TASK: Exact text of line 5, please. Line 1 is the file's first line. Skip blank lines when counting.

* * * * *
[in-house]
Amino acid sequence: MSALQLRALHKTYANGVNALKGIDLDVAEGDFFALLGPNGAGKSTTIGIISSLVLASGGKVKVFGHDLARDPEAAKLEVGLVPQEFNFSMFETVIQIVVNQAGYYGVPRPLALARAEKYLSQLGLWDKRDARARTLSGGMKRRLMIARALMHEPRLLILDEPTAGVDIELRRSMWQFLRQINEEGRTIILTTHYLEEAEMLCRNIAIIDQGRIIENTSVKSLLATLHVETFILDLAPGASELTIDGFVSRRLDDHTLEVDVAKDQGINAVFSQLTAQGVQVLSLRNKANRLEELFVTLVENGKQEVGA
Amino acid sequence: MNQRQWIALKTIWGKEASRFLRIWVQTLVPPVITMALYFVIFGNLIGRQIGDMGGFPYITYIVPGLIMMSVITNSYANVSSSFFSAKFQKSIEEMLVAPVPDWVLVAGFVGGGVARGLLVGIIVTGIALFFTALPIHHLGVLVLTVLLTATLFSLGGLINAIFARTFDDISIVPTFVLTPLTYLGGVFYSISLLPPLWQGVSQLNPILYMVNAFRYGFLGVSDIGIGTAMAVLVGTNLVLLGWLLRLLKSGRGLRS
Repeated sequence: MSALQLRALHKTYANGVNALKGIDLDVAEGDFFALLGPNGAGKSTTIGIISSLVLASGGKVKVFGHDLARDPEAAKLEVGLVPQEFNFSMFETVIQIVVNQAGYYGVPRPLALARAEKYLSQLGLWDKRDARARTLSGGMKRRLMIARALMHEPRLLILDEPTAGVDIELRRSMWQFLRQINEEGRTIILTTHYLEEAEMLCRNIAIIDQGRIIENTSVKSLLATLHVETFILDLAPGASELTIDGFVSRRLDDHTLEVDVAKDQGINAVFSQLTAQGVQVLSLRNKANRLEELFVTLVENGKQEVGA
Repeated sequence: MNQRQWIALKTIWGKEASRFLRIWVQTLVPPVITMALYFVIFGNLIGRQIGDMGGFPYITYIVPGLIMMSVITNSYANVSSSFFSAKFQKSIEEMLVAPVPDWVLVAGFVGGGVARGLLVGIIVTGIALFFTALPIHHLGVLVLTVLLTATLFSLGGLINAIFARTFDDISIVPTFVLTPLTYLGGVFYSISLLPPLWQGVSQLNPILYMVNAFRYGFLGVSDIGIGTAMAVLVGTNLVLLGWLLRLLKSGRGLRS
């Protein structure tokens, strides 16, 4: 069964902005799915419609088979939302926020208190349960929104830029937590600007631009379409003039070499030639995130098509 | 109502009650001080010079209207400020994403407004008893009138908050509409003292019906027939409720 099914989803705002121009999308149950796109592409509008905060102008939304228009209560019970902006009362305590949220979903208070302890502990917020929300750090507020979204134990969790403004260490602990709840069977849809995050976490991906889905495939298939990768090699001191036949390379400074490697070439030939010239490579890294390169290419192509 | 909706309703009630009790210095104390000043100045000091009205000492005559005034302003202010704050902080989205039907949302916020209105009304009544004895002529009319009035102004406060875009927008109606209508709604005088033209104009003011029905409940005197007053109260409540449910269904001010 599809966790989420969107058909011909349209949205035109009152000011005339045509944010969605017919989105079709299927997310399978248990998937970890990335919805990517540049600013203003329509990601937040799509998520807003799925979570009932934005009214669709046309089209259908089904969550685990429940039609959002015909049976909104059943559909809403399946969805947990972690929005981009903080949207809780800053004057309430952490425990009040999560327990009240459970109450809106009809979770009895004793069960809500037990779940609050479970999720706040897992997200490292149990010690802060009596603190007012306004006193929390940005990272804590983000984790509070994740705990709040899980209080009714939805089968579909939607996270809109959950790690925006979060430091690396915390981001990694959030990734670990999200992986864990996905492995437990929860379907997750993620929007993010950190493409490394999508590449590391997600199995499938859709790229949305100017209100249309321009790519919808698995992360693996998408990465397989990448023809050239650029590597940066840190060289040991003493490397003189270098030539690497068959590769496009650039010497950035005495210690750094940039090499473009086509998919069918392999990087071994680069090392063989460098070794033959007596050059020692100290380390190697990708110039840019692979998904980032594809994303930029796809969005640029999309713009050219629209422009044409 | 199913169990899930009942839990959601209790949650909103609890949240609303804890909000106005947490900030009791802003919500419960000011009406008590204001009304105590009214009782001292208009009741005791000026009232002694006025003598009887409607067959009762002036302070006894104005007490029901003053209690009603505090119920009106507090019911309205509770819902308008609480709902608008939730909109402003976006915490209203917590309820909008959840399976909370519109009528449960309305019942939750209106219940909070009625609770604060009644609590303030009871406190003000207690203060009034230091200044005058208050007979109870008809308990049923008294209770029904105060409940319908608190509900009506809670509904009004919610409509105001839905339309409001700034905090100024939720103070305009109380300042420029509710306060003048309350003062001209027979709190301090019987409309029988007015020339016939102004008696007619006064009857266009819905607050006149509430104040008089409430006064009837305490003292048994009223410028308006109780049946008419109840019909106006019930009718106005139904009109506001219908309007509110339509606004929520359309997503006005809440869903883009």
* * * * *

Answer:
Repeated sequence: MNQRQWIALKTIWGKEASRFLRIWVQTLVPPVITMALYFVIFGNLIGRQIGDMGGFPYITYIVPGLIMMSVITNSYANVSSSFFSAKFQKSIEEMLVAPVPDWVLVAGFVGGGVARGLLVGIIVTGIALFFTALPIHHLGVLVLTVLLTATLFSLGGLINAIFARTFDDISIVPTFVLTPLTYLGGVFYSISLLPPLWQGVSQLNPILYMVNAFRYGFLGVSDIGIGTAMAVLVGTNLVLLGWLLRLLKSGRGLRS